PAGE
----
# Multiple Integrals

1. May 28, 2006

### Brewer

How do I go about showing the region of integration represented by a repeated integral? (Just for 2 dimensional functions)

All the diagrams I've seen show the area under the graph, but with like 2 bars across it. I don't understand what all this represents and my poor quality notes are of absolutely no help whatsoever.

2. May 28, 2006

### matt grime

'Showing' in what sense? Drawing on paper? Writing it as formulae in the integral sign?

3. May 28, 2006

### Brewer

Sorry, yes drawing.

Sketching would probably have been a better way of phrasing it.

4. May 28, 2006

### HallsofIvy

A double integral must look something like this:
[tex]\int_{x=a}^b\int_{y=f(x)}^{g(x)} u(x,y)dy dx[/itex]
That is, the limits on the outer integral must be numbers, not functions or x or y, and the limits on the inner integral must be functions of the "outer" variable (x in this case because the "outer" integral is with respect to x), not the "inner" variable (y in this case).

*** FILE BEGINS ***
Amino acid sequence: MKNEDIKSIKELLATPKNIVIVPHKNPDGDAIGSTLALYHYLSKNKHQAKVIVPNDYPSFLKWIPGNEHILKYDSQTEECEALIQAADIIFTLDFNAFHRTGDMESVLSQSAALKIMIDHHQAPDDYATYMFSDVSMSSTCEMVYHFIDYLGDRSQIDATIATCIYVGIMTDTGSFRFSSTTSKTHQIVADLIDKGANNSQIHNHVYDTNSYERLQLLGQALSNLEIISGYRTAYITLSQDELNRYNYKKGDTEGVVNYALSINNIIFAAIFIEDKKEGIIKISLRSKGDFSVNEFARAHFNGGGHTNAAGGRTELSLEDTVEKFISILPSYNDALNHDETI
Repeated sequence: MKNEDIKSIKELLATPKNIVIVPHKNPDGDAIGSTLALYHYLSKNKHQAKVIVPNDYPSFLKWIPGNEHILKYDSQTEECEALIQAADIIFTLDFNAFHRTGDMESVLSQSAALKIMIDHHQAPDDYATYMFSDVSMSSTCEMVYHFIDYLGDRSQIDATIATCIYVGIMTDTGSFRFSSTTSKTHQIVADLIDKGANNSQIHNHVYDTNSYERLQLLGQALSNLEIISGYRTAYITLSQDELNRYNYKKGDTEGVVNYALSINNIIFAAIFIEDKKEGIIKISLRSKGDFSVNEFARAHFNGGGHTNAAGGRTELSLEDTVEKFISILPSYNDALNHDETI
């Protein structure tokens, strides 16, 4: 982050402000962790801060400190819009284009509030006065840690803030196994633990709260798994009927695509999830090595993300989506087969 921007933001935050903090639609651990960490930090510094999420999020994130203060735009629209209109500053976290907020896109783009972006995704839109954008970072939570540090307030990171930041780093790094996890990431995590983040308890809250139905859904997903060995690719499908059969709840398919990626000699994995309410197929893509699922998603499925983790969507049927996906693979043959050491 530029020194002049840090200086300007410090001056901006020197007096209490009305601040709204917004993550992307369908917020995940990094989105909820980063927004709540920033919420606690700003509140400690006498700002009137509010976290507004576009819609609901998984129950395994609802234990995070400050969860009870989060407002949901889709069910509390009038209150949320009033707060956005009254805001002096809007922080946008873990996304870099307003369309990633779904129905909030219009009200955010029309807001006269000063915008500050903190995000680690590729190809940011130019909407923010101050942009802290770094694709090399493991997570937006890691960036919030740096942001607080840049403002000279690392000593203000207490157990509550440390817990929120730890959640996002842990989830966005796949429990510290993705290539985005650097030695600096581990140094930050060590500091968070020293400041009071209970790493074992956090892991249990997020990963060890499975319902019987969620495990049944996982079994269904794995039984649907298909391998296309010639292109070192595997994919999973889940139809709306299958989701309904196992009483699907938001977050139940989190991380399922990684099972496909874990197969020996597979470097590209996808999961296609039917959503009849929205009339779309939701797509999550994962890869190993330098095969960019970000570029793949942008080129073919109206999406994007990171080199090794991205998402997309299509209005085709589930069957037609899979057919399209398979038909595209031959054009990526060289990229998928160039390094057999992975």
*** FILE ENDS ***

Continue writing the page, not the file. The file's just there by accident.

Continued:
The limits of integration tell you "x can take on all values between a and b and for each x y goes from f(x) up to g(x)". Draw two vertical lines at x= a and x= b to show that boundary. Now draw the graphs of y= f(x) and y= g(x). The region bounded by those 4 lines/curves is the area of integration. (In many problems, it happens that the two curves intersect precisely at x= a and/or x= b.)

5. May 28, 2006

### matt grime

Well, you draw it and indicate however you want which part of the diagram is the bit you're integrating over. Often cross hatching is the preferred way but there really is no golden rule.